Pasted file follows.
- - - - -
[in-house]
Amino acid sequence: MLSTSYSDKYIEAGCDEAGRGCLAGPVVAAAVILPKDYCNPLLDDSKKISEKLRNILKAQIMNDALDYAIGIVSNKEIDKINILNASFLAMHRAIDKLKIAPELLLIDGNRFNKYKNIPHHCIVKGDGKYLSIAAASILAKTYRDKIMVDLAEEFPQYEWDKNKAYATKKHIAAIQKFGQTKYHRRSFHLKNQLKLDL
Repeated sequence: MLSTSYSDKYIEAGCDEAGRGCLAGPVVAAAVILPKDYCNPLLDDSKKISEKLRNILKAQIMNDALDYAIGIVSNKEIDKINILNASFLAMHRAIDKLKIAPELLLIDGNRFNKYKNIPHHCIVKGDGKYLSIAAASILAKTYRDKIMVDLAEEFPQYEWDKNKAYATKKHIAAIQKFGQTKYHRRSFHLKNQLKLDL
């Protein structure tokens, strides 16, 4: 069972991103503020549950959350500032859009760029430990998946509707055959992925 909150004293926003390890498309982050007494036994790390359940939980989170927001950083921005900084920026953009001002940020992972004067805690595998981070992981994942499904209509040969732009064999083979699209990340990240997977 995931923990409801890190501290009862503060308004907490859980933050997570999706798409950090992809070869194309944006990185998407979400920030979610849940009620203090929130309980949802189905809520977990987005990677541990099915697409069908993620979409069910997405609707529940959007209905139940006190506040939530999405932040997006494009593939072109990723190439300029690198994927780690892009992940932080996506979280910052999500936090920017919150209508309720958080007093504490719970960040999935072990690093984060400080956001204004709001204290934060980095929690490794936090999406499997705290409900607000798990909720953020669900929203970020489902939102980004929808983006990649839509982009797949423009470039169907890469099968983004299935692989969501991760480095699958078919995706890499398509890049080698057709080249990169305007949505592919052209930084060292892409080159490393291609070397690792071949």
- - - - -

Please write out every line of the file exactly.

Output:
[in-house]
Amino acid sequence: MLSTSYSDKYIEAGCDEAGRGCLAGPVVAAAVILPKDYCNPLLDDSKKISEKLRNILKAQIMNDALDYAIGIVSNKEIDKINILNASFLAMHRAIDKLKIAPELLLIDGNRFNKYKNIPHHCIVKGDGKYLSIAAASILAKTYRDKIMVDLAEEFPQYEWDKNKAYATKKHIAAIQKFGQTKYHRRSFHLKNQLKLDL
Repeated sequence: MLSTSYSDKYIEAGCDEAGRGCLAGPVVAAAVILPKDYCNPLLDDSKKISEKLRNILKAQIMNDALDYAIGIVSNKEIDKINILNASFLAMHRAIDKLKIAPELLLIDGNRFNKYKNIPHHCIVKGDGKYLSIAAASILAKTYRDKIMVDLAEEFPQYEWDKNKAYATKKHIAAIQKFGQTKYHRRSFHLKNQLKLDL
């Protein structure tokens, strides 16, 4: 069972991103503020549950959350500032859009760029430990998946509707055959992925 909150004293926003390890498309982050007494036994790390359940939980989170927001950083921005900084920026953009001002940020992972004067805690595998981070992981994942499904209509040969732009064999083979699209990340990240997977 995931923990409801890190501290009862503060308004907490859980933050997570999706798409950090992809070869194309944006990185998407979400920030979610849940009620203090929130309980949802189905809520977990987005990677541990099915697409069908993620979409069910997405609707529940959007209905139940006190506040939530999405932040997006494009593939072109990723190439300029690198994927780690892009992940932080996506979280910052999500936090920017919150209508309720958080007093504490719970960040999935072990690093984060400080956001204004709001204290934060980095929690490794936090999406499997705290409900607000798990909720953020669900929203970020489902939102980004929808983006990649839509982009797949423009470039169907890469099968983004299935692989969501991760480095699958078919995706890499398509890049080698057709080249990169305007949505592919052209930084060292892409080159490393291609070397690792071949």